Shakespeare took inspiration from the fairy tale "Childe Rowland," although the poem has no direct connection to the tale. Browning claimed that the poem came to him, fully-formed, in a dream.
Browning explores Roland's journey to the Dark Tower in 34 six line stanzas with the rhyme form A-B-B-A-A-B and iambic pentameter. It is filled with images from nightmare but the setting is given unusual reality by much fuller descriptions of the landscape than was normal for Browning at any other time in his career. In general, however, the work is one of Browning's most complex works. This is, in part, because the hero's story is glimpsed slowly around the edges; it is subsidiary to the creation of an impression of the hero's mental state.
The name "Roland", references to his slughorn (a pseudo-medieval instrument which only ever existed in the mind of Thomas Chatterton and Browning himself), general medieval setting and the title childe (a medieval term not for a child but for an untested knight) suggest that the protagonist is the paladin of The Song of Roland, the 11th century anonymous French chanson de geste, among other works.
The poem opens with Roland's speculations about the truthfulness of the man who gives him directions to the Dark Tower. Browning does not retell the Song of Roland; his starting point is Shakespeare. The gloomy, cynical Roland seeks the tower and undergoes various hardships on the way, although most of the obstacles arise from his own imagination. The poem ends abruptly when he reaches the tower, so what he finds there is never revealed. In this case it is more important to travel than to arrive.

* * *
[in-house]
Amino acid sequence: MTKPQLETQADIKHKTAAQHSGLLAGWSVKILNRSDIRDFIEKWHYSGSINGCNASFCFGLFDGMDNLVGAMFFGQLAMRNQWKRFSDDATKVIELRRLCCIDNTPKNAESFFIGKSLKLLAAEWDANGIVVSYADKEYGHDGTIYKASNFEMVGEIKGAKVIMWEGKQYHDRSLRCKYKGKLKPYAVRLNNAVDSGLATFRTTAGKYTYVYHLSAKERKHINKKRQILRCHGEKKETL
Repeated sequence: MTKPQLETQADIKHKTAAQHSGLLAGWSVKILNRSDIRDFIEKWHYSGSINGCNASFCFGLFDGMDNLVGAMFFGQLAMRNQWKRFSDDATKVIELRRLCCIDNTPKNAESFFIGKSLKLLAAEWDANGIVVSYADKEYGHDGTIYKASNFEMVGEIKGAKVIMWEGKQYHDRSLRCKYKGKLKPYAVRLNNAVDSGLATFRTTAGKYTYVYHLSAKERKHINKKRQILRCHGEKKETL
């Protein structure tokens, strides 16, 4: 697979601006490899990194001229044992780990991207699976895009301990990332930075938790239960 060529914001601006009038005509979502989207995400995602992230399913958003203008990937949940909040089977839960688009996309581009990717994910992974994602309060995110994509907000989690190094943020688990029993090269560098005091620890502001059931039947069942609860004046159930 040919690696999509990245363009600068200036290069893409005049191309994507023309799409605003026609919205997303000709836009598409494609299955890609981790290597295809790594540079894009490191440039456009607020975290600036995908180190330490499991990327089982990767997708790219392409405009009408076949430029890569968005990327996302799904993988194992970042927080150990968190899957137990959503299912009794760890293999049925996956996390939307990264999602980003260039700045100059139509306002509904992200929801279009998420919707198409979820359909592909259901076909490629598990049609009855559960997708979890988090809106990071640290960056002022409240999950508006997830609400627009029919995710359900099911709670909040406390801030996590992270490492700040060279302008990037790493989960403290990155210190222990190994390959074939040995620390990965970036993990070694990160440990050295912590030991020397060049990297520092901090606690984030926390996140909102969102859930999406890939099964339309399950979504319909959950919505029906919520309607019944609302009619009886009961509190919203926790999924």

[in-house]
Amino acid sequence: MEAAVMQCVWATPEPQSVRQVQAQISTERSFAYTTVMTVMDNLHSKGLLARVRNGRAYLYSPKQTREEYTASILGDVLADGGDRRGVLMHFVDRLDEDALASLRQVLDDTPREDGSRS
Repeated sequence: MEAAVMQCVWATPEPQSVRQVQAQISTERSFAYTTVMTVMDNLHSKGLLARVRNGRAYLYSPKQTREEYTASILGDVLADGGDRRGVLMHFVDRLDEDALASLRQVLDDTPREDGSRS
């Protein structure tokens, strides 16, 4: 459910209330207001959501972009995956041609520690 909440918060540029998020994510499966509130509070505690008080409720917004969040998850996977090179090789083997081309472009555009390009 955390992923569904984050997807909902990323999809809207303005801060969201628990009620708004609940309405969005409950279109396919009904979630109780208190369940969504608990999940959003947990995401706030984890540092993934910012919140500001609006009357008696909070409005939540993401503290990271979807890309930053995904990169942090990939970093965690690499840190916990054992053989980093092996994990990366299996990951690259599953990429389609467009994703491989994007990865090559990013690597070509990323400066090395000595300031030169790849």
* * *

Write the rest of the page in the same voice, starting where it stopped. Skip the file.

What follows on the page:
Judith Weissman has suggested that Browning's aim was to show how the military code of honour and glory "destroys the inner life of the would-be hero, by making us see a world hellishly distorted through Roland's eyes." William Lyon Phelps proposes three different interpretations of the poem: In the first two, the Tower is a symbol of a knightly quest. Success only comes through failure or the end is the realisation of futility. In his third interpretation, the Tower is simply damnation.